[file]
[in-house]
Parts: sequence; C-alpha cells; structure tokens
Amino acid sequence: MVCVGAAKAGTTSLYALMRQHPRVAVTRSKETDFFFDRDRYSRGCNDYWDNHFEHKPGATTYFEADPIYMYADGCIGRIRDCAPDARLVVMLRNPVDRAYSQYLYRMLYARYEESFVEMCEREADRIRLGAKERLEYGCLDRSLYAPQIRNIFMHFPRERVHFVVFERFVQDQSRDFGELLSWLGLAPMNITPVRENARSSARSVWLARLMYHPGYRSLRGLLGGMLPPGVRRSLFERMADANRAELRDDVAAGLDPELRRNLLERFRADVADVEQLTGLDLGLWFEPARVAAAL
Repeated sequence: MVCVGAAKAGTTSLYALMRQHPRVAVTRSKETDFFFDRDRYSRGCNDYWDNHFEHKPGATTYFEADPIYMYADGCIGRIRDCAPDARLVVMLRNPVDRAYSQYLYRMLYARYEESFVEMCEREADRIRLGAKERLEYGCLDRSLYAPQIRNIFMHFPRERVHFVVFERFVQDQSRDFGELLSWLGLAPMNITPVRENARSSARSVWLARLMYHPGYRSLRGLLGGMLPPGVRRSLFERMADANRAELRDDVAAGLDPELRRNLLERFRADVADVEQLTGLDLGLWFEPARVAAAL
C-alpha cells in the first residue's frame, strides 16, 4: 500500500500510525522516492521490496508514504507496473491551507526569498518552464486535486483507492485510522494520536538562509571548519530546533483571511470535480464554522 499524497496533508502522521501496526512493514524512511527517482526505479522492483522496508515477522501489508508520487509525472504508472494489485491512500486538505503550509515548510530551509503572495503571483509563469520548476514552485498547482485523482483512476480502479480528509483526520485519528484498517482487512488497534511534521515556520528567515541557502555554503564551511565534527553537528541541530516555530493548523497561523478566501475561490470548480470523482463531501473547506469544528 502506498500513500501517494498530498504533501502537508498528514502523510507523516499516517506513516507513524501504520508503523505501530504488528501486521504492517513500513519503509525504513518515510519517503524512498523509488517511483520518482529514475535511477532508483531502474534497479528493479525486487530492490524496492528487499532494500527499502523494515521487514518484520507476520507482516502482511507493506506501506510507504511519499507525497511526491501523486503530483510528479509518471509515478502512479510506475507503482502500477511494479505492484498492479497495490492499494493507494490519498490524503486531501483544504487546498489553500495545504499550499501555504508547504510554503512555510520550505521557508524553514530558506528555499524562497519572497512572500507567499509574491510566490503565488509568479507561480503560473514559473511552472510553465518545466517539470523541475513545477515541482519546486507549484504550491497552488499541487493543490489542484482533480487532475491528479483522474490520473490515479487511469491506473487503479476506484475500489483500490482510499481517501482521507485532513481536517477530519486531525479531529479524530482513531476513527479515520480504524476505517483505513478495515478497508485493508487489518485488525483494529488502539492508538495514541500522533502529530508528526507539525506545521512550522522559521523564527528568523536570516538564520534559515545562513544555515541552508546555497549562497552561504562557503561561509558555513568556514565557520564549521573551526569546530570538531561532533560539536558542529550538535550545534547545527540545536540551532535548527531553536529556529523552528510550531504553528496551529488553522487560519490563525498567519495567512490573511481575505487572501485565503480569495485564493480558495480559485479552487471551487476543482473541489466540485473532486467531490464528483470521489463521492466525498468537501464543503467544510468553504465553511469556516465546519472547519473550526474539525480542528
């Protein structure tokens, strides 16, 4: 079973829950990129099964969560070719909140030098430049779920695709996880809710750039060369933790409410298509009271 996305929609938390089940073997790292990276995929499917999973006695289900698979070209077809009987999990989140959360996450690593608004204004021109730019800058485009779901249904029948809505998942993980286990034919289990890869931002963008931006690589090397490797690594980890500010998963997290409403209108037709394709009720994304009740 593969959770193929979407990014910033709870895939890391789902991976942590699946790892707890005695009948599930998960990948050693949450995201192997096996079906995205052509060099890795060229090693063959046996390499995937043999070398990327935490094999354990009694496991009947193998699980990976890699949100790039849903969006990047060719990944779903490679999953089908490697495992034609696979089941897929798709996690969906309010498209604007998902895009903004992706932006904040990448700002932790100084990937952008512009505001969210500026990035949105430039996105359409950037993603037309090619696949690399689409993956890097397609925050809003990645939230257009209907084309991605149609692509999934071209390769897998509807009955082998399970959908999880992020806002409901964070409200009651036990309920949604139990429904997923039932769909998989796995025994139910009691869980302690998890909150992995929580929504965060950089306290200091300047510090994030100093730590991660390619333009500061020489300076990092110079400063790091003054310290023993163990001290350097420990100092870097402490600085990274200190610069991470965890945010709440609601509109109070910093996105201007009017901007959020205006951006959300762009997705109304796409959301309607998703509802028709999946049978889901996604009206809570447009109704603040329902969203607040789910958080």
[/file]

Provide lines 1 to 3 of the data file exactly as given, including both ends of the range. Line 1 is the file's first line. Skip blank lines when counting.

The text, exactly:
[in-house]
Parts: sequence; C-alpha cells; structure tokens
Amino acid sequence: MVCVGAAKAGTTSLYALMRQHPRVAVTRSKETDFFFDRDRYSRGCNDYWDNHFEHKPGATTYFEADPIYMYADGCIGRIRDCAPDARLVVMLRNPVDRAYSQYLYRMLYARYEESFVEMCEREADRIRLGAKERLEYGCLDRSLYAPQIRNIFMHFPRERVHFVVFERFVQDQSRDFGELLSWLGLAPMNITPVRENARSSARSVWLARLMYHPGYRSLRGLLGGMLPPGVRRSLFERMADANRAELRDDVAAGLDPELRRNLLERFRADVADVEQLTGLDLGLWFEPARVAAAL